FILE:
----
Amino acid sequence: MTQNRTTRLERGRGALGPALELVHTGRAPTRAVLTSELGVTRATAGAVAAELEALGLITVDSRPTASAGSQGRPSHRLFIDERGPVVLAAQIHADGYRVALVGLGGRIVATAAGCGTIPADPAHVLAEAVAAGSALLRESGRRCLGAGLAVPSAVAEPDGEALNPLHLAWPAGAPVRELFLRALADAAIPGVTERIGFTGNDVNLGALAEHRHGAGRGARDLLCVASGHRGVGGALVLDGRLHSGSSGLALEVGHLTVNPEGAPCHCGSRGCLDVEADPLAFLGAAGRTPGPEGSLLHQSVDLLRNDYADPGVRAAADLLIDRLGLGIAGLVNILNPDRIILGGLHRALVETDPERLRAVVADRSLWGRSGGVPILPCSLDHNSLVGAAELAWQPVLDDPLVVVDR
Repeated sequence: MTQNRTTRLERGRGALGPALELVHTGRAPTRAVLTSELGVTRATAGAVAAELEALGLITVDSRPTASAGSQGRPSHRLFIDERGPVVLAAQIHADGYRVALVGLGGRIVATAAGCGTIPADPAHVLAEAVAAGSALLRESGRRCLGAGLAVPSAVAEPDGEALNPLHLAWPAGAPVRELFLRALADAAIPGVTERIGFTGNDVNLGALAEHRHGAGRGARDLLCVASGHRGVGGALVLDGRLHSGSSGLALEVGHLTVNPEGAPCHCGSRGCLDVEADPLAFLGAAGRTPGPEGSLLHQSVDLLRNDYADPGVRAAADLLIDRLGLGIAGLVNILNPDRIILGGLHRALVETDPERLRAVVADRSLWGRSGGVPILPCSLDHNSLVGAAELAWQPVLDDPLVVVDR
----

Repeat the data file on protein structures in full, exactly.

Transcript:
Amino acid sequence: MTQNRTTRLERGRGALGPALELVHTGRAPTRAVLTSELGVTRATAGAVAAELEALGLITVDSRPTASAGSQGRPSHRLFIDERGPVVLAAQIHADGYRVALVGLGGRIVATAAGCGTIPADPAHVLAEAVAAGSALLRESGRRCLGAGLAVPSAVAEPDGEALNPLHLAWPAGAPVRELFLRALADAAIPGVTERIGFTGNDVNLGALAEHRHGAGRGARDLLCVASGHRGVGGALVLDGRLHSGSSGLALEVGHLTVNPEGAPCHCGSRGCLDVEADPLAFLGAAGRTPGPEGSLLHQSVDLLRNDYADPGVRAAADLLIDRLGLGIAGLVNILNPDRIILGGLHRALVETDPERLRAVVADRSLWGRSGGVPILPCSLDHNSLVGAAELAWQPVLDDPLVVVDR
Repeated sequence: MTQNRTTRLERGRGALGPALELVHTGRAPTRAVLTSELGVTRATAGAVAAELEALGLITVDSRPTASAGSQGRPSHRLFIDERGPVVLAAQIHADGYRVALVGLGGRIVATAAGCGTIPADPAHVLAEAVAAGSALLRESGRRCLGAGLAVPSAVAEPDGEALNPLHLAWPAGAPVRELFLRALADAAIPGVTERIGFTGNDVNLGALAEHRHGAGRGARDLLCVASGHRGVGGALVLDGRLHSGSSGLALEVGHLTVNPEGAPCHCGSRGCLDVEADPLAFLGAAGRTPGPEGSLLHQSVDLLRNDYADPGVRAAADLLIDRLGLGIAGLVNILNPDRIILGGLHRALVETDPERLRAVVADRSLWGRSGGVPILPCSLDHNSLVGAAELAWQPVLDDPLVVVDR